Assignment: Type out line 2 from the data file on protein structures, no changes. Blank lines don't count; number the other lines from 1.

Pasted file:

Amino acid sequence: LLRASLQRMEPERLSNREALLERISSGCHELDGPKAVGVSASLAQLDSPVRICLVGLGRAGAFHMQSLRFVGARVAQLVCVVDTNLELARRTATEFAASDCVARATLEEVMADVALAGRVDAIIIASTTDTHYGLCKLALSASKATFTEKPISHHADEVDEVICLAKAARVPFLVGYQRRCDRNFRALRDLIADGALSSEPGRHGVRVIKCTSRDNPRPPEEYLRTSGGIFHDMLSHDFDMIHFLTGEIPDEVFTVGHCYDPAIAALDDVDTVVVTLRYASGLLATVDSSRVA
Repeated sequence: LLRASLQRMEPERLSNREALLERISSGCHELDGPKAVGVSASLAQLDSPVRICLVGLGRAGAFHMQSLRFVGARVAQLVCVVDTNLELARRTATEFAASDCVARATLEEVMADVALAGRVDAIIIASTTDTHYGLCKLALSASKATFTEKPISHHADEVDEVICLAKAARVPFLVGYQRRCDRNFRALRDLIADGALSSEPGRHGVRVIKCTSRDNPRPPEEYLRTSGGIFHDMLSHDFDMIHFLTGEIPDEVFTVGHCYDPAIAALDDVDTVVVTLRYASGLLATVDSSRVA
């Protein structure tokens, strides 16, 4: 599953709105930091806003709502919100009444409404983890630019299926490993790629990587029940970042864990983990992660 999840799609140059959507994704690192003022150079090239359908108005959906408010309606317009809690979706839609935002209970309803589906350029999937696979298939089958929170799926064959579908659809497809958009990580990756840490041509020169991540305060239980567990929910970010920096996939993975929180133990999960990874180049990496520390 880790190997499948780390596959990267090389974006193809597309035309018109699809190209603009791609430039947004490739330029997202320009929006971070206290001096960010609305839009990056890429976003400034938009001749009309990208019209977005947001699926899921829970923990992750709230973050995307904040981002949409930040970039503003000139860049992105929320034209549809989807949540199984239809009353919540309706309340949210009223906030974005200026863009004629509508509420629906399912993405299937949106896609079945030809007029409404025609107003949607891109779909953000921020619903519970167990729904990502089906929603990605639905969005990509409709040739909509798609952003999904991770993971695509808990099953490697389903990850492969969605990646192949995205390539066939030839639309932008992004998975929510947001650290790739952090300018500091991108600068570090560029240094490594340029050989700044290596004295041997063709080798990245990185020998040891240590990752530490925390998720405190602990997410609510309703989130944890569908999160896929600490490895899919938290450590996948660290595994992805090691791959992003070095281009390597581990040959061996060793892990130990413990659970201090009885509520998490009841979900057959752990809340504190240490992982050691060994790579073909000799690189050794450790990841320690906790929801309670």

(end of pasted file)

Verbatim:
Repeated sequence: LLRASLQRMEPERLSNREALLERISSGCHELDGPKAVGVSASLAQLDSPVRICLVGLGRAGAFHMQSLRFVGARVAQLVCVVDTNLELARRTATEFAASDCVARATLEEVMADVALAGRVDAIIIASTTDTHYGLCKLALSASKATFTEKPISHHADEVDEVICLAKAARVPFLVGYQRRCDRNFRALRDLIADGALSSEPGRHGVRVIKCTSRDNPRPPEEYLRTSGGIFHDMLSHDFDMIHFLTGEIPDEVFTVGHCYDPAIAALDDVDTVVVTLRYASGLLATVDSSRVA